3M Co. said it agreed to a plan with the Trump administration to import 166.5 million respirators over the next three months, primarily from its manufacturing facility in China, as it continues to send U.S.-made respirators to Canada and Latin America. The company will double its N95 production capacity again to 2 billion globally within the next 12 months.
President Donald Trump threatened last week to use a wartime production law to force the company to make more masks for U.S. health-care workers and others fighting coronavirus.
Wisconsin Court Blocks Delay of Primary Voting (6:47 a.m. HK)
The Wisconsin primary will proceed as scheduled on Tuesday after the state Supreme Court blocked a last-minute attempt by Governor Tony Evers to delay in-person voting by executive order because of the virus. The court, voting 4-2, agreed with Republicans who had argued that the governor lacked the authority to change the date.
Pelosi Seeks at Least $1 Trillion for Next Stimulus (5:45 p.m. NY)
Congress’s next stimulus bill to prop up the U.S. economy during the coronavirus crisis will be at least another $1 trillion, House Speaker Nancy Pelosi told Democrats on a private conference call. The package would be to replenish funds for programs established in the $2.2 trillion virus relief bill signed into law last month, according to people on the call.
Denmark Joins Austria in Easing Curbs (4:38 p.m. NY)
Denmark joined Austria in announcing a gradual relaxation of measures imposed to slow the coronavirus’s spread. The country will press ahead with a “cautious reopening” starting with kindergartens and primary schools on April 15 if the virus numbers remain stable, Prime Minister Mette Frederiksen said. The government will also start talks with business leaders on gradually moving employees back into offices.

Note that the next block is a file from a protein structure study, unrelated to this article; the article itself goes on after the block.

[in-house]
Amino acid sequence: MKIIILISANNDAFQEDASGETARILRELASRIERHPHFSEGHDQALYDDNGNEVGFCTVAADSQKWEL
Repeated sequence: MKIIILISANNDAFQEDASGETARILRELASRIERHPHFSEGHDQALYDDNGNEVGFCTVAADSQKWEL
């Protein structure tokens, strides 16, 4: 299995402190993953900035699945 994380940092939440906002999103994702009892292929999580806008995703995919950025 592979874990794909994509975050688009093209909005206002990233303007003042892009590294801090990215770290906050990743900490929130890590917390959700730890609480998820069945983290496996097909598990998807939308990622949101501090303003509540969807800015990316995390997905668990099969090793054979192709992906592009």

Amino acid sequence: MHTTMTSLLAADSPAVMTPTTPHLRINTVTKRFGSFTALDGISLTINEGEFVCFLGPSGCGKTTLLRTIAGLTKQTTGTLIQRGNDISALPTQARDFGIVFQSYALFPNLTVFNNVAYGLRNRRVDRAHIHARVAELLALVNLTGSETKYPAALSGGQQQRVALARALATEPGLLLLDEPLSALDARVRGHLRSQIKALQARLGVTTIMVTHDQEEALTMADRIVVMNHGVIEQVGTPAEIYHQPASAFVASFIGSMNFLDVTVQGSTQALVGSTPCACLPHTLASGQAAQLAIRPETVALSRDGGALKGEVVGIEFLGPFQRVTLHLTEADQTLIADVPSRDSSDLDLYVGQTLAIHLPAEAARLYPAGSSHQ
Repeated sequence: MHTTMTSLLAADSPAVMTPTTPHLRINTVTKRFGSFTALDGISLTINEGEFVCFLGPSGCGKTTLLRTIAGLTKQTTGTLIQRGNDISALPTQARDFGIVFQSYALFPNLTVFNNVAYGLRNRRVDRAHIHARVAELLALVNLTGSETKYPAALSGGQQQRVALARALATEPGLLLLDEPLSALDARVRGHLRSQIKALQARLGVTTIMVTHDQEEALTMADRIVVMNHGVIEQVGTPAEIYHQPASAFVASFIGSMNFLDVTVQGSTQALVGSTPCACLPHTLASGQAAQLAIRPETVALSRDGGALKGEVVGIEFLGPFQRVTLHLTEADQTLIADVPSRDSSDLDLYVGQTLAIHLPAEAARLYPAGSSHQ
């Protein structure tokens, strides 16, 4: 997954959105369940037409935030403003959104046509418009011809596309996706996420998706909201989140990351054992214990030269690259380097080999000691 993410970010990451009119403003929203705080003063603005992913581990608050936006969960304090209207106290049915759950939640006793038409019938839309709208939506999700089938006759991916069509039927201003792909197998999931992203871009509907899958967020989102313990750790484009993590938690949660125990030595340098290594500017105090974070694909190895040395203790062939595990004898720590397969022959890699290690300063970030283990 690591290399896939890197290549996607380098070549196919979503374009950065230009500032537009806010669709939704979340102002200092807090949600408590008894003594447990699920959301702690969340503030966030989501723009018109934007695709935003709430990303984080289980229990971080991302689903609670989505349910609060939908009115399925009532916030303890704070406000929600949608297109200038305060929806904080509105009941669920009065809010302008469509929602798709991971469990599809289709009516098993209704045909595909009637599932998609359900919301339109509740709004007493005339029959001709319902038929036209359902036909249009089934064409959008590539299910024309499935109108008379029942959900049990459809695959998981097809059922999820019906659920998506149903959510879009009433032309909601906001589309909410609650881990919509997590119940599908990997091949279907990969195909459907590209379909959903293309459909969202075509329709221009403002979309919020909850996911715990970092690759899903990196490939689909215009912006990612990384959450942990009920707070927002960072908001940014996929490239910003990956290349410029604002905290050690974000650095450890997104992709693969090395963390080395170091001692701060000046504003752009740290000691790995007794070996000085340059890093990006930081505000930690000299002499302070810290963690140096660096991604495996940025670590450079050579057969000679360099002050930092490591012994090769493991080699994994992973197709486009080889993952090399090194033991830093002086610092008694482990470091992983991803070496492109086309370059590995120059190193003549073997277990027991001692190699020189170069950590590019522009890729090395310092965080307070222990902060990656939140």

Austria said earlier that it would take its first steps toward restarting its economy. The two countries were among the first in Europe to shut down public life in response to the outbreak.
French Cases Leveling Off (1:50 p.m. NY)
France reported a continued leveling-off of cases, signaling that confinement measures are starting to contain the crisis.
The country had 3,912 new confirmed cases on Monday, fewer than it reported in five out of the past seven days, according to figures presented by Health Minister Olivier Veran. Deaths from the virus rose by 833 to 8,911, Veran said.
“The pressure is still very great on hospitals, enormous — the confinement has to continue,” Veran said. Still, he said there was some reason for optimism. “We can see that the confinement has a palpable effect in France, we’re starting to feel it.”
WHO May Announce Move This Week to Accelerate Vaccine (1:30 p.m. NY)
A new program to accelerate vaccine development and production may be announced this week, World Health Organization Director-General Tedros Adhanom Ghebreyesus said at a press briefing in Geneva.
“The difficulty for governments right now is that lockdowns are proving effective in dampening the flames of the epidemic in those countries, but those lockdowns are also causing great economic hardship,” said Mike Ryan, head of the WHO’s health emergencies program. Still, he said it would probably be “very inadvisable” to lift a lockdown completely all at once.